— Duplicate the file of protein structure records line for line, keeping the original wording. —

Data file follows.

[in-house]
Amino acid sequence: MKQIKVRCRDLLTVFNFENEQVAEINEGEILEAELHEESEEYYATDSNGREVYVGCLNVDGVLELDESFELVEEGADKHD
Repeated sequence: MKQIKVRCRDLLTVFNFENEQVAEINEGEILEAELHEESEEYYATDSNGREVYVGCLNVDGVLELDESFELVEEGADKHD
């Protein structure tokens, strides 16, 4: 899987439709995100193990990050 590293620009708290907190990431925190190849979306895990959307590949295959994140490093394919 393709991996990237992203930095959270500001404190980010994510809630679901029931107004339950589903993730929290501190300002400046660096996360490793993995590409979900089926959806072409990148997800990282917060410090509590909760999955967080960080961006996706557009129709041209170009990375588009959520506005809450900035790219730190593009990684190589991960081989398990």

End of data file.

[in-house]
Amino acid sequence: MKQIKVRCRDLLTVFNFENEQVAEINEGEILEAELHEESEEYYATDSNGREVYVGCLNVDGVLELDESFELVEEGADKHD
Repeated sequence: MKQIKVRCRDLLTVFNFENEQVAEINEGEILEAELHEESEEYYATDSNGREVYVGCLNVDGVLELDESFELVEEGADKHD
């Protein structure tokens, strides 16, 4: 899987439709995100193990990050 590293620009708290907190990431925190190849979306895990959307590949295959994140490093394919 393709991996990237992203930095959270500001404190980010994510809630679901029931107004339950589903993730929290501190300002400046660096996360490793993995590409979900089926959806072409990148997800990282917060410090509590909760999955967080960080961006996706557009129709041209170009990375588009959520506005809450900035790219730190593009990684190589991960081989398990």